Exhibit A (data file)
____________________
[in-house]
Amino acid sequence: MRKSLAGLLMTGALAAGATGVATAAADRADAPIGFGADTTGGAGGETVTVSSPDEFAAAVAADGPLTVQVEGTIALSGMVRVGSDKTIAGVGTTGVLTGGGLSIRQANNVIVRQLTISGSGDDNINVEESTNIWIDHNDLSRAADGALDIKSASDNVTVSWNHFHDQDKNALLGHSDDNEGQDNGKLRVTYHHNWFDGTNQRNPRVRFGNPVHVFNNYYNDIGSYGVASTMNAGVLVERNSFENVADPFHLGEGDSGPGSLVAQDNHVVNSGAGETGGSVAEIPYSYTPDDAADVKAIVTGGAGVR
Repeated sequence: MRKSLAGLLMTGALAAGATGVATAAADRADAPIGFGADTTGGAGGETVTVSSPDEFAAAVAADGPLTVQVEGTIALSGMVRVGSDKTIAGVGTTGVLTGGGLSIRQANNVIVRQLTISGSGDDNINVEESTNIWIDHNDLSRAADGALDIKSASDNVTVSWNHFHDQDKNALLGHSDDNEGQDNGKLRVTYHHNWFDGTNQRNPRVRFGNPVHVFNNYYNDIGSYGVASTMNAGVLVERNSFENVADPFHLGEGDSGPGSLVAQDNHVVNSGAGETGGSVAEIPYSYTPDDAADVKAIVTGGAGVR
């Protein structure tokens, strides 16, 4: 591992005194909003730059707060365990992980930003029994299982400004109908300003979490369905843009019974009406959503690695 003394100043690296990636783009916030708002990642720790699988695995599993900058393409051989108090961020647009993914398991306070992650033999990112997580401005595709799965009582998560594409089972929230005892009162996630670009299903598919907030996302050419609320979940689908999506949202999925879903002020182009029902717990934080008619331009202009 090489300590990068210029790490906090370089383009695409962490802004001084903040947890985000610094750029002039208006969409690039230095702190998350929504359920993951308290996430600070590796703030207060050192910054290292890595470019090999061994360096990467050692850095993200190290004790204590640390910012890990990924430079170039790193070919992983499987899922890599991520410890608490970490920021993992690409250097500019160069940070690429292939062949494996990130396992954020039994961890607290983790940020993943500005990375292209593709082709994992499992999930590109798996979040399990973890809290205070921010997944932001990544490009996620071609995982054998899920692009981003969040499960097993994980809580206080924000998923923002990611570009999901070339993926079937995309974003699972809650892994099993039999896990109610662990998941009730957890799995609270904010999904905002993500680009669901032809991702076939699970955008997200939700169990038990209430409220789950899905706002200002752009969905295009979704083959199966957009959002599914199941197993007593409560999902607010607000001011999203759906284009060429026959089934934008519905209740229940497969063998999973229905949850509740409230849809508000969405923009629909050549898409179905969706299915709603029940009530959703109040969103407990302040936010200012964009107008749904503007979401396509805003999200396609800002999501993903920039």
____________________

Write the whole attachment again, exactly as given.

[in-house]
Amino acid sequence: MRKSLAGLLMTGALAAGATGVATAAADRADAPIGFGADTTGGAGGETVTVSSPDEFAAAVAADGPLTVQVEGTIALSGMVRVGSDKTIAGVGTTGVLTGGGLSIRQANNVIVRQLTISGSGDDNINVEESTNIWIDHNDLSRAADGALDIKSASDNVTVSWNHFHDQDKNALLGHSDDNEGQDNGKLRVTYHHNWFDGTNQRNPRVRFGNPVHVFNNYYNDIGSYGVASTMNAGVLVERNSFENVADPFHLGEGDSGPGSLVAQDNHVVNSGAGETGGSVAEIPYSYTPDDAADVKAIVTGGAGVR
Repeated sequence: MRKSLAGLLMTGALAAGATGVATAAADRADAPIGFGADTTGGAGGETVTVSSPDEFAAAVAADGPLTVQVEGTIALSGMVRVGSDKTIAGVGTTGVLTGGGLSIRQANNVIVRQLTISGSGDDNINVEESTNIWIDHNDLSRAADGALDIKSASDNVTVSWNHFHDQDKNALLGHSDDNEGQDNGKLRVTYHHNWFDGTNQRNPRVRFGNPVHVFNNYYNDIGSYGVASTMNAGVLVERNSFENVADPFHLGEGDSGPGSLVAQDNHVVNSGAGETGGSVAEIPYSYTPDDAADVKAIVTGGAGVR
């Protein structure tokens, strides 16, 4: 591992005194909003730059707060365990992980930003029994299982400004109908300003979490369905843009019974009406959503690695 003394100043690296990636783009916030708002990642720790699988695995599993900058393409051989108090961020647009993914398991306070992650033999990112997580401005595709799965009582998560594409089972929230005892009162996630670009299903598919907030996302050419609320979940689908999506949202999925879903002020182009029902717990934080008619331009202009 090489300590990068210029790490906090370089383009695409962490802004001084903040947890985000610094750029002039208006969409690039230095702190998350929504359920993951308290996430600070590796703030207060050192910054290292890595470019090999061994360096990467050692850095993200190290004790204590640390910012890990990924430079170039790193070919992983499987899922890599991520410890608490970490920021993992690409250097500019160069940070690429292939062949494996990130396992954020039994961890607290983790940020993943500005990375292209593709082709994992499992999930590109798996979040399990973890809290205070921010997944932001990544490009996620071609995982054998899920692009981003969040499960097993994980809580206080924000998923923002990611570009999901070339993926079937995309974003699972809650892994099993039999896990109610662990998941009730957890799995609270904010999904905002993500680009669901032809991702076939699970955008997200939700169990038990209430409220789950899905706002200002752009969905295009979704083959199966957009959002599914199941197993007593409560999902607010607000001011999203759906284009060429026959089934934008519905209740229940497969063998999973229905949850509740409230849809508000969405923009629909050549898409179905969706299915709603029940009530959703109040969103407990302040936010200012964009107008749904503007979401396509805003999200396609800002999501993903920039």